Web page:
Dave Riggler’s Stories
Author: Brian Hartman
Challenges come to each of us at different moments in our lives. Some are physical and others emotional and each one of us has to decide how we handle these obstacles and roadblocks placed in our paths. Handicaps do not always hold people back. Success comes in many varied and unique ways when determination and perseverance are part of the person’s makeup. Spinda bifida is a birth defect that “involves the incomplete development of the spinal cord or coverings.” Dave Riggler was born with this condition and when detected at birth they do not have problems from it. However, in some cases if it is more severe it can and will make walking and daily activities difficult to do without help. Dave RIggler was born with this illness and from an early age you can tell he was determined to live his life to the fullest no matter what. As author Brian Hartman introduces us to Dave at an early age we learn from the start that he gets around from place to place by crawling. Big brother, Richard, is determined to help him learn to walk before he goes to Kindergarten and the conversation between them is warmhearted, funny and definitely lets the reader know the love they have for each other. With grandmother there explaining to Richard that some things will never happen, like Dave walking, he tells him not to give up on it there is always tomorrow. Next, we meet Dave when he’s meeting with his analyst. He is now in the seventh grade and has developed upper body strength in order to wheel himself around in his chair. He is smart, intelligent, sassy and definitely not a kid to be trifled with, as he explains to the doctor in no uncertain terms the reasons why walking makes him feel more handicapped and why some although some think that getting up to walk is a victory and closer to their definition of normal, to him it is like “suffering a defeat.” The pain and agony required to move his legs and walk is too great a price to pay each time he tries to be like everyone else. Looking less handicapped because he can walk does not really make him feel normal. He says and I quote,” I feel more handicapped and helpless.” Dave Riggler knew himself and understood his limitations and how to deal with them even at this age.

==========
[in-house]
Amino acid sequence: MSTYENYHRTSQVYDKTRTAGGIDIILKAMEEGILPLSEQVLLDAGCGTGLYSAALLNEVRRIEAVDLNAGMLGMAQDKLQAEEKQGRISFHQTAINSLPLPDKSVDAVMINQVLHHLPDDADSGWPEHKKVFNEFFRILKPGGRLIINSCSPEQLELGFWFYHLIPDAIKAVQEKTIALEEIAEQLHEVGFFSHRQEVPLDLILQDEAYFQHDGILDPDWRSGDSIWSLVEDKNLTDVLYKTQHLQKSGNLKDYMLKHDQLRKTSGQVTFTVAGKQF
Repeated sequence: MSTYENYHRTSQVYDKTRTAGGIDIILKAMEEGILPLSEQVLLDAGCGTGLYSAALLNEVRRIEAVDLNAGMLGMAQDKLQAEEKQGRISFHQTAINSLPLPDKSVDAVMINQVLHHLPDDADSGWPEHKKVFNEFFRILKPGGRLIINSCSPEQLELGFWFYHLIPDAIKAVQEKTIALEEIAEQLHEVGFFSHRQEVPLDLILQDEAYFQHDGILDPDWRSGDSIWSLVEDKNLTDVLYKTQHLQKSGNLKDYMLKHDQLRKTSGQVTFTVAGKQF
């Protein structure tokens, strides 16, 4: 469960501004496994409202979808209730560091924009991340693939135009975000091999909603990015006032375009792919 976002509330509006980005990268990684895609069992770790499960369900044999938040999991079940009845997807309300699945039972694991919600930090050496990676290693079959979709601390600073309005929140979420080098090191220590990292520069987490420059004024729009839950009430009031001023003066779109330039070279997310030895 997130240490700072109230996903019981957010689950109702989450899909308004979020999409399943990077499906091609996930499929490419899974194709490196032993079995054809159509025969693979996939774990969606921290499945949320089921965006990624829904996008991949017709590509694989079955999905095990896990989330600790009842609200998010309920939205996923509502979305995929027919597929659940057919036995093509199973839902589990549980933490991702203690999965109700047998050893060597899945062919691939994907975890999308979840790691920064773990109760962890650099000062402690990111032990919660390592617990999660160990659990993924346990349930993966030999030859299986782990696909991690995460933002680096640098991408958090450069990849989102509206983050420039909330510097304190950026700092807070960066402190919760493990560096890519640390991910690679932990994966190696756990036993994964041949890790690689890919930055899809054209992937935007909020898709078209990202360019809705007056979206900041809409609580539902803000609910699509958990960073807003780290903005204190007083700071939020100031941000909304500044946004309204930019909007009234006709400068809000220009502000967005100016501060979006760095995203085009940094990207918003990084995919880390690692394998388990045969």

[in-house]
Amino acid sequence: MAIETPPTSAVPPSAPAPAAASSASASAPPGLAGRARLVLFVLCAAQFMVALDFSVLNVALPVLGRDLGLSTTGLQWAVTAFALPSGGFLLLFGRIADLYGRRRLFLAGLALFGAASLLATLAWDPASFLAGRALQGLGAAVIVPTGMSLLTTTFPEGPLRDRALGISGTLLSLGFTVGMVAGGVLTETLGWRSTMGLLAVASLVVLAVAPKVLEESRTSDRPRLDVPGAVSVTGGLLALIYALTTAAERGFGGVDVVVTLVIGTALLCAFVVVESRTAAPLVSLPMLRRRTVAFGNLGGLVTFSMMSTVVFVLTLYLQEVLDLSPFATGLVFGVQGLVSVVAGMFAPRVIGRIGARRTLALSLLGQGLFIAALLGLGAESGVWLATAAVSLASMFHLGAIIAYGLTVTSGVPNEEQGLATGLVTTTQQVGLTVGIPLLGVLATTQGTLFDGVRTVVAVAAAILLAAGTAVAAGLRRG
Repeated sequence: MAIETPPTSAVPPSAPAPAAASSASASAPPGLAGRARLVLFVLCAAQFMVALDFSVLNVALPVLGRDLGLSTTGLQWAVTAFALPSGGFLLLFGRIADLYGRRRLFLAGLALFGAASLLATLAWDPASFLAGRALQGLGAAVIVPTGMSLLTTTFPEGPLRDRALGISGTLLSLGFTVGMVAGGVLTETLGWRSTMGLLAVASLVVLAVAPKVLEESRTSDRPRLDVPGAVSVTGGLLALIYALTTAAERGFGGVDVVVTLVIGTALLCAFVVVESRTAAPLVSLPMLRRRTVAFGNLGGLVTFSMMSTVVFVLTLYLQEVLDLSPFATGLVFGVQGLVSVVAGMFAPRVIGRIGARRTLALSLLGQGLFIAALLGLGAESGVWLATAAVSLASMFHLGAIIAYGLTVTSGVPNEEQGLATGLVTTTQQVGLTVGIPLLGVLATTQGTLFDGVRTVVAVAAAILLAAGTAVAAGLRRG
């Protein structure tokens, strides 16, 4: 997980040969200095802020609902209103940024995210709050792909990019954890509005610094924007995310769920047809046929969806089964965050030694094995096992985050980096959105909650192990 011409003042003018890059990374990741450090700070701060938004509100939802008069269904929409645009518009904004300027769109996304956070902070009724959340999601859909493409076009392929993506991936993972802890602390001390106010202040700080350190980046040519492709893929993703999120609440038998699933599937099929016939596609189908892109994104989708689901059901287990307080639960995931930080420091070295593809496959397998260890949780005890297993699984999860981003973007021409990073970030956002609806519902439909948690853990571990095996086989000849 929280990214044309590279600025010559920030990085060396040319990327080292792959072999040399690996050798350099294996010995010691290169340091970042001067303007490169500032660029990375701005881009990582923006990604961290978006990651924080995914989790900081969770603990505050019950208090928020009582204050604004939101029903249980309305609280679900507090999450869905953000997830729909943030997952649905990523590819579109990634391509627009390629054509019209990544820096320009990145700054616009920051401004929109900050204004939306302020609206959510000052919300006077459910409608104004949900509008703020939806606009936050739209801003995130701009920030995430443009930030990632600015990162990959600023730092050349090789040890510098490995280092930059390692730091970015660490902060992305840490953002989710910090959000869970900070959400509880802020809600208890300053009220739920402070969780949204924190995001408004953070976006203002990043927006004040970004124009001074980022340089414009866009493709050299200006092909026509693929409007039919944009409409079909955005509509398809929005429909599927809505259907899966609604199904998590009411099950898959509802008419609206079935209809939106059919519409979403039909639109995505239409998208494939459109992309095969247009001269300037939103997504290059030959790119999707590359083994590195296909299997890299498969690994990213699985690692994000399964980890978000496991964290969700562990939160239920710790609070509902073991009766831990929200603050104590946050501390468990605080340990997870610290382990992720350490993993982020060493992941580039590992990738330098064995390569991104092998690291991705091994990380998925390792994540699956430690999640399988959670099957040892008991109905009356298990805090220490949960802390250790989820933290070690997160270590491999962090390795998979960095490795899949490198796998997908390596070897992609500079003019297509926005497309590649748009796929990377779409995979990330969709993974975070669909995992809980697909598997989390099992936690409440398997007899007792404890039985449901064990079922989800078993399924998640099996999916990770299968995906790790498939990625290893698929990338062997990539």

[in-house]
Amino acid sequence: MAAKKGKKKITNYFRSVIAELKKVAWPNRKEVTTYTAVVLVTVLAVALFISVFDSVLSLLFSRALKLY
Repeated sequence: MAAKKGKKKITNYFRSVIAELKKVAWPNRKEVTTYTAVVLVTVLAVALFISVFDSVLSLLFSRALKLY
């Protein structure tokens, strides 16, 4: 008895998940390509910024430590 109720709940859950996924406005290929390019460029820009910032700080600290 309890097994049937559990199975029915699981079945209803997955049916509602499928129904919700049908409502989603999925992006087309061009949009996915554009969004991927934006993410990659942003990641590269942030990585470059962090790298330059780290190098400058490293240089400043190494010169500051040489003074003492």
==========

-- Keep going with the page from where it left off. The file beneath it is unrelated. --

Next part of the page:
Next, we meet him at the age of 25 in a story titled Last Call where he is having an evening out with a close friend. But, not everyone you are going to meet in this book of 6 stories is physically handicapped. Some are handicapped in other ways like Carole a woman who comes into the bar where he and his friend Lue are having a drink and some great conversation while celebrating his birthday. Dave is definitely a caring person who tries to help others even when they don’t want to help or hear what he is trying to say. Carole is upset. She vents to him about her life, her kids and her feeling of homelessness. Expressing her feelings you get the feeling that she has given up on life and does not see anyway out that would make her feel worthy of being in this world. The startling end you will have to read for yourself and decide just what happens to Carole and why. Surgery is next as Dave goes into the hospital to have a shunt put in and his determination, stamina and great courage shine through as his mother is there with him and he seems to be able to give her the support she needs to know he is going to be okay.